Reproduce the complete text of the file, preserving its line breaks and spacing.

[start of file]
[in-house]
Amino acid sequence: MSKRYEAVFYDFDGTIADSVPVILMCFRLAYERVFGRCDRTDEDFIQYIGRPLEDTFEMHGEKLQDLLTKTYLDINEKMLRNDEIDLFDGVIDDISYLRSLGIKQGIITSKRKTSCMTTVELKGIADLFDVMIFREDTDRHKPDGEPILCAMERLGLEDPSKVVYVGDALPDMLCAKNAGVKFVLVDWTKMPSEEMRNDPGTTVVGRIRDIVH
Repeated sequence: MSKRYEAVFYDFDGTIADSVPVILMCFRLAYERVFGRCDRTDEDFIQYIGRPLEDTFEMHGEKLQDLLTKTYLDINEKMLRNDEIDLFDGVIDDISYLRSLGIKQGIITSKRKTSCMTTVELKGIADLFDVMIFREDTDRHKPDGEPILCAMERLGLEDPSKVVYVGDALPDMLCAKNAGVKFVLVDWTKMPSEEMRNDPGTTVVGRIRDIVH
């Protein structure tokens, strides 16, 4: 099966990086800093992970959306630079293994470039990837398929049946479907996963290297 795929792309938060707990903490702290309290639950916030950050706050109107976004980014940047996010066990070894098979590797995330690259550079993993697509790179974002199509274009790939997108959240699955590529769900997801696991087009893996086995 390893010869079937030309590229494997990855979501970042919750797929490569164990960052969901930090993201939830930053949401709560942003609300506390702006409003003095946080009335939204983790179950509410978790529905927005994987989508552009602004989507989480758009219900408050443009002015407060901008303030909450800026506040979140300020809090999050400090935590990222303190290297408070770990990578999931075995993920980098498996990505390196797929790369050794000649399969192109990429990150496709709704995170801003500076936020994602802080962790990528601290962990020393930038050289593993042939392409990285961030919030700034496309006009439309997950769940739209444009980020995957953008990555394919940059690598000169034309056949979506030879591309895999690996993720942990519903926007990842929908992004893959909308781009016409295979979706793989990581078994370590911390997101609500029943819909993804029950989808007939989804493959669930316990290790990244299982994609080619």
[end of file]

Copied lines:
[in-house]
Amino acid sequence: MSKRYEAVFYDFDGTIADSVPVILMCFRLAYERVFGRCDRTDEDFIQYIGRPLEDTFEMHGEKLQDLLTKTYLDINEKMLRNDEIDLFDGVIDDISYLRSLGIKQGIITSKRKTSCMTTVELKGIADLFDVMIFREDTDRHKPDGEPILCAMERLGLEDPSKVVYVGDALPDMLCAKNAGVKFVLVDWTKMPSEEMRNDPGTTVVGRIRDIVH
Repeated sequence: MSKRYEAVFYDFDGTIADSVPVILMCFRLAYERVFGRCDRTDEDFIQYIGRPLEDTFEMHGEKLQDLLTKTYLDINEKMLRNDEIDLFDGVIDDISYLRSLGIKQGIITSKRKTSCMTTVELKGIADLFDVMIFREDTDRHKPDGEPILCAMERLGLEDPSKVVYVGDALPDMLCAKNAGVKFVLVDWTKMPSEEMRNDPGTTVVGRIRDIVH
């Protein structure tokens, strides 16, 4: 099966990086800093992970959306630079293994470039990837398929049946479907996963290297 795929792309938060707990903490702290309290639950916030950050706050109107976004980014940047996010066990070894098979590797995330690259550079993993697509790179974002199509274009790939997108959240699955590529769900997801696991087009893996086995 390893010869079937030309590229494997990855979501970042919750797929490569164990960052969901930090993201939830930053949401709560942003609300506390702006409003003095946080009335939204983790179950509410978790529905927005994987989508552009602004989507989480758009219900408050443009002015407060901008303030909450800026506040979140300020809090999050400090935590990222303190290297408070770990990578999931075995993920980098498996990505390196797929790369050794000649399969192109990429990150496709709704995170801003500076936020994602802080962790990528601290962990020393930038050289593993042939392409990285961030919030700034496309006009439309997950769940739209444009980020995957953008990555394919940059690598000169034309056949979506030879591309895999690996993720942990519903926007990842929908992004893959909308781009016409295979979706793989990581078994370590911390997101609500029943819909993804029950989808007939989804493959669930316990290790990244299982994609080619």